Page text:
Great contentWhat separates great content from merely good content? That’s what all brands should be asking themselves as they go about executing their content marketing campaigns.

Anybody, even those to whom content marketing is alien, could probably list what makes content ‘good’: well-crafted, nicely presented, helpful, interesting. However, not everybody could describe what makes content ‘great’.

Pinpointing the great from the good was the objective for Jonathan Kranz – author of ‘Writing Copy for Dummies’ – who was on the panel of judges for the Content Marketing Awards this year.

He said that during the judging process clear patterns emerged, and in a post for the Content Marketing Institute he has summarised the distinctions which elevated certain pieces of content above the rest.

1. A focus on audience concerns, needs & desires

You’d think it would go without saying that content should be all about serving the audience’s needs, but too often content creators will be tainted with pressure from product managers and PR people to make it self-serving.

Even just one overtly salesy statement can have the reader questioning whether they should follow through with the advice given in the content, or if it is all a ruse to trick them into a purchase.

Kranz said that when he read the champion content, it “addressed their readers’ hopes and fears without condescension, and presented empathetic solutions to real challenges”.

2. Goes deep into fresh & familiar ideas

Kranz said he saw tons of content that “took on too much”, i.e. the creator looked to cover everything in one piece of content, rather than breaking it down and going into more detail.

The best content, however, was more precise: it “favoured concentration, digging deeply to uncover fresh and unfamiliar insights or ideas”.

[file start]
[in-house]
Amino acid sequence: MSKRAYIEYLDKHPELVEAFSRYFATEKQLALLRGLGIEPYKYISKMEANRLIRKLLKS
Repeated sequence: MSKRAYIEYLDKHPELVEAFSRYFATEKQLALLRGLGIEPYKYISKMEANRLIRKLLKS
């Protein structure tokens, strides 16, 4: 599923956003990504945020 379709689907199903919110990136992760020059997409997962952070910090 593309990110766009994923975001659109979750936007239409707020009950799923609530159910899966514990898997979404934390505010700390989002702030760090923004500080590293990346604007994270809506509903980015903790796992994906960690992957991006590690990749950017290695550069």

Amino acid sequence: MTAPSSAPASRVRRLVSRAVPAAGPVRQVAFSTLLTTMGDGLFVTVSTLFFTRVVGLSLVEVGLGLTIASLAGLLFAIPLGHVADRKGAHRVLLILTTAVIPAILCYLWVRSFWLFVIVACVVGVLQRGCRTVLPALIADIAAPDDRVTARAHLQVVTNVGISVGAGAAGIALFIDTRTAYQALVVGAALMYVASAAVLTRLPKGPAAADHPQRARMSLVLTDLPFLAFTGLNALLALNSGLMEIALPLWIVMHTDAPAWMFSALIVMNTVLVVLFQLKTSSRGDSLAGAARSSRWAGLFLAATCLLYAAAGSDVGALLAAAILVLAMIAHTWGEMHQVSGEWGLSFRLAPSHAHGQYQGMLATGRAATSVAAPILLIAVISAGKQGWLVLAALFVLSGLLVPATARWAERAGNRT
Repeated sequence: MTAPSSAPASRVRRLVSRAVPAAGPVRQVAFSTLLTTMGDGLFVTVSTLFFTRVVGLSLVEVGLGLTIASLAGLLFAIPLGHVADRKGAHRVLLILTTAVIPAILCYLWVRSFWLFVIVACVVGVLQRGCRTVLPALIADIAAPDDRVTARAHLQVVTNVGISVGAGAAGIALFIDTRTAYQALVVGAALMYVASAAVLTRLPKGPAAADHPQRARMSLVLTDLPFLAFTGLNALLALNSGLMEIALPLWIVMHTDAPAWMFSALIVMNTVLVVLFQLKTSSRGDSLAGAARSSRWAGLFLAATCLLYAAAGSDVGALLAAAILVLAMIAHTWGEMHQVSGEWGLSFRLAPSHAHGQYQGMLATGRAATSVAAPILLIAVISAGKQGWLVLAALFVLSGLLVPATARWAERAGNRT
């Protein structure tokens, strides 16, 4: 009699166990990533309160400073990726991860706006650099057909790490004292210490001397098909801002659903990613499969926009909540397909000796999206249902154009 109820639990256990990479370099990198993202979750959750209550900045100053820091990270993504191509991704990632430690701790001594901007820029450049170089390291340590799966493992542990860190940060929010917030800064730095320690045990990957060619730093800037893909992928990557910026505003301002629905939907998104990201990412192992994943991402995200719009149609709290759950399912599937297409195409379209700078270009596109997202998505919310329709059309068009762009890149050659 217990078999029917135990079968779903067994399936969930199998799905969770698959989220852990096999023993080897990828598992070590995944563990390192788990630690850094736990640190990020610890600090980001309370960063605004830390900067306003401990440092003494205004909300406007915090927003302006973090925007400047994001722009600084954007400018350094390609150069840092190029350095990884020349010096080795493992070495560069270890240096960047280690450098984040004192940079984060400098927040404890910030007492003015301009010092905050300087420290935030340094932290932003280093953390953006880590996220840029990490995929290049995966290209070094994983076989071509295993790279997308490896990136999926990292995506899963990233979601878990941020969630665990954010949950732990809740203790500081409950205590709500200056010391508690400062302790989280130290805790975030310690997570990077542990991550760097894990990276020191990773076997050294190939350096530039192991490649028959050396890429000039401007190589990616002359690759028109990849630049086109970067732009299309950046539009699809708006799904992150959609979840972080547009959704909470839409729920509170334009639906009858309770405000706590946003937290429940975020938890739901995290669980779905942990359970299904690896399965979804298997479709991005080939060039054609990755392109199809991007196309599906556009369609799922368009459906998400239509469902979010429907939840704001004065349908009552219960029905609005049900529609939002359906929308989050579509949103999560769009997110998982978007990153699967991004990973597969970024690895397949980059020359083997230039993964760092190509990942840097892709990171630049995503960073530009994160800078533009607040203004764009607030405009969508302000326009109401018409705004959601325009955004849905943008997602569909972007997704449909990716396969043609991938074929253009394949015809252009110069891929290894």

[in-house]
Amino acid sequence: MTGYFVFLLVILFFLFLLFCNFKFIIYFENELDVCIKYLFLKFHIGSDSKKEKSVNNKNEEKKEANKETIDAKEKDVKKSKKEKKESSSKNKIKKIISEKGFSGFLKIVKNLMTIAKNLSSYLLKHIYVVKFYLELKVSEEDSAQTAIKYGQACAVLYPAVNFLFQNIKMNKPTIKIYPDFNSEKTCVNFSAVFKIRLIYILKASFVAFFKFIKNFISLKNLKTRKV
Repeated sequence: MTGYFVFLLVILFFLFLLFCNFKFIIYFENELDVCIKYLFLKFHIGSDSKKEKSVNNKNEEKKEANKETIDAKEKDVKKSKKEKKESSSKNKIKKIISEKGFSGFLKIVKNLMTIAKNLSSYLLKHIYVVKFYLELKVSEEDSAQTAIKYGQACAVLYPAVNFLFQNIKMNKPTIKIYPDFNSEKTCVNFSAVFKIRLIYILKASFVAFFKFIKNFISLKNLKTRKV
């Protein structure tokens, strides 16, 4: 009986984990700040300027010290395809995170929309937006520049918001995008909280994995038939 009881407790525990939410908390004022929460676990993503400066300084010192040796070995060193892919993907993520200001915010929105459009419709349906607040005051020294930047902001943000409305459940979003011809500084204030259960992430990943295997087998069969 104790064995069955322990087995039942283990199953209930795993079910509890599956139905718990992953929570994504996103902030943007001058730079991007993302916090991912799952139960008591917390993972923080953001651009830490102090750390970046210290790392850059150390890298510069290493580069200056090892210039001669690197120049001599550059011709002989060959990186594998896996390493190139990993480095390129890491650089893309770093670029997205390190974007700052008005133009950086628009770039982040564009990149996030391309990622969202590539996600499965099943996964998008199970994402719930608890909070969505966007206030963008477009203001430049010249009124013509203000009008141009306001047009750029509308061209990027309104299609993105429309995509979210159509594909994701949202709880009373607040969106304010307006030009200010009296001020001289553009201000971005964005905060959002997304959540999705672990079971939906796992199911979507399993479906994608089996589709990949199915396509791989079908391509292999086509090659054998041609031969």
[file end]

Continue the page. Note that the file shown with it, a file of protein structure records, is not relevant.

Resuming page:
It’s very difficult to avoid saying familiar things about familiar issues unless you give points the space they require, which means creating five pieces of content, instead of one, if necessary. It should make your life easier too, creating several pieces of content around a single theme, instead of just one.

3. Comprises unconventional insights & ideas

Following on from the last point, the best content that came Kranz’s way “had something daring and unexpected about them: unusual inspirations, unconventional analogies, and surprising stories”.

Kranz suggests that it should be every creator’s rule of thumb to ensure that content contains an idea that “at least makes you a little nervous”. The most inspired content is full of unconventional insights and ideas that makes the reader think, having never heard the advice being offered.

Too often, however, we are presented with predictable content that we’ve read time and time again.

4. Employs fresh metaphors

Analogies are a great way of showing you know what you’re talking about, as they are evidence that you’ve encountered the problem at hand. However, metaphors are an even better way of illustrating your point.

They help readers see the point you’re trying to make in a fresh and original way – employing them means your piece becomes more than just facts, figures and examples.

However, metaphors are something of an art; they only tend to come from the pens of the best writers. So, as Kranz puts it: “If you want to create champion work, you need to work with champion talent.”

5. Is imaginative

Having a big budget set aside for content marketing is obviously helpful as it gives you the platform and opportunity to create fantastic looking content with high production values.

However, a big budget is not a guarantee for content marketing success. According to Kranz, success hinges on content being imaginative. Great work “blazed new trails”, having exuded a “core vision and [a] capacity for dogged execution”, he revealed.

That’s reassuring to all those small businesses who have until now held the belief that they can’t afford to make waves in content marketing. Any enterprise can achieve gains from content marketing, it just takes imagination, great writers, fresh ideas, a developed understanding of audience concerns, and the odd risk.

Ben Hollom

August 16, 2016